LG’s long-awaited smartphone comeback hinges on a technology that could be a hit or miss completely. Michael House asks the industry which way it will go
LG has always been a leading name in the electronics world, particularly among innovative technologies such as 3D TV. But for some reason that reputation hasn’t ever been maintained when it comes to its mobile business.
Its successes appear to come in waves without leveraging the consistency it may have achieved with various product launches over the years. And it must be said, the Korean manufacturer has achieved very credible results in the past.
The LG Cookie, an affordable sub-£100 touchscreen feature-phone launched in 2009, went on to sell more than 10 million units. The high-end touchscreen Viewty also sold five million in the same year.
Before that, in 2005, the high-end LG Chocolate (VX8500) handset sold in excess of 15 million units in the space of two years. Despite that, the device has been subjected to heavy criticism due to technical faults, which some claim has tarnished its reputation.
Total sales remain credible. More than 100 million units were sold in 2010, but the figure represents a 25 per cent drop on the previous year. A lack of mid- to high-end smartphone handsets, particularly in the UK, has seen the brand almost disappear from the high street and from consumers’ eyes.
According to the B2B dealers we spoke with, the manufacturer has to date failed to launch a single device that appeals to business customers, effectively removing itself from this channel.
But LG is making moves to re-establish itself as a high-end player for both consumers and businesses alike.
Its hopes at present are being pinned on the Optimus 3D, which is due to be launched this month. It’s the first handset to include 3D technology.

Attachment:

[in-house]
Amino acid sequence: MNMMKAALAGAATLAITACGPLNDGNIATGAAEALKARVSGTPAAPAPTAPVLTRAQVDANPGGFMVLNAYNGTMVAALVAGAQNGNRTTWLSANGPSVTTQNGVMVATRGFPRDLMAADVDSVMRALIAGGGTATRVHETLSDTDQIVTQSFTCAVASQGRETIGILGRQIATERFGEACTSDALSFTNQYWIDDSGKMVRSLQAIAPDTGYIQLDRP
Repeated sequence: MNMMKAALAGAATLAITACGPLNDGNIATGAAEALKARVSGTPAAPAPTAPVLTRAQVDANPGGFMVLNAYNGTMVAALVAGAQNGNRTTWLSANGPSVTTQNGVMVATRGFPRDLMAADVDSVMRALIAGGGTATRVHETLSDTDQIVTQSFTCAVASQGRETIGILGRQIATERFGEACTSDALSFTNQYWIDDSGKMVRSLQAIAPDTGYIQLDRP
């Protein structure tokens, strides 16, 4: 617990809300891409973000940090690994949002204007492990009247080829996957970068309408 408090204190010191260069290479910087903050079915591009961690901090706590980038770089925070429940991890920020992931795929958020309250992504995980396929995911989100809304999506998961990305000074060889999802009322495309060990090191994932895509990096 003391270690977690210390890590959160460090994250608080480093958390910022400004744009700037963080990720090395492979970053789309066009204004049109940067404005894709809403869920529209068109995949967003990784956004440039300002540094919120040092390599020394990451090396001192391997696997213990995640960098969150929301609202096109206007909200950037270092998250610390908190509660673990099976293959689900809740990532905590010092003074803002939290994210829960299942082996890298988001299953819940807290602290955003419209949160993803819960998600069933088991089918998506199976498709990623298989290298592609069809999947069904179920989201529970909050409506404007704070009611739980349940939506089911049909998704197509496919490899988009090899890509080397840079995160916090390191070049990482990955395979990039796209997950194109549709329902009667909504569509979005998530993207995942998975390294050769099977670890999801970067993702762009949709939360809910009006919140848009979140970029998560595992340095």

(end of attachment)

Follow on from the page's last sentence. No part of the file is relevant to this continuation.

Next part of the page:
The phone, which does not require the user to wear 3D glasses, includes a 4.3-inch 3D screen, runs o the Android 2.2 operating system and comes with a five-megapixel dual-lens camera. It also includes 8GB of internal memory and an HDMI port to view photo and video content on a TV screen.
“Impressive and innovative” are some of the positive words used to describe it, while some of the nay-sayers have suggested it’s too little, too late, and that a “gimmick” like 3D will not help in the long-term.
The 3D concept has been around for some time. So long, history bu s might know that a 3D film, recorded and produced by Adolf Hitler’s propaganda team in 1936, was recently discovered. It’s since made a comeback of sorts – there has been a big push in the TV and film industries for 3D. Billions have been invested in the manufacture of 3D home-cinema sets and almost as much invested in the production of blockbuster films.
Despite this, the figures and the plans from the big names tell a mixed story. Best Buy, the biggest retailer in the US, announced in December last year that sales of 3D TVs had been poorer than expected, which ultimately led to the company posting disappointing financial results for that period.
This has not deterred other manufacturers pushing ahead with 3D innovation HTC has since announced it will launch a 3D device, the Evo, next month providing LG with an instant rival from a company going from strength to strength.
Apple was granted a 3D patent in December last year, which would mean theoretically that they would be a safe bet to roll out some form of product bearing this technology.
Mobile News asked the channel its views on LG and whether 3D technology can provide the Korean giant with the boost it needs.
Full article in Mobile News issue 493 (July 18, 2011).
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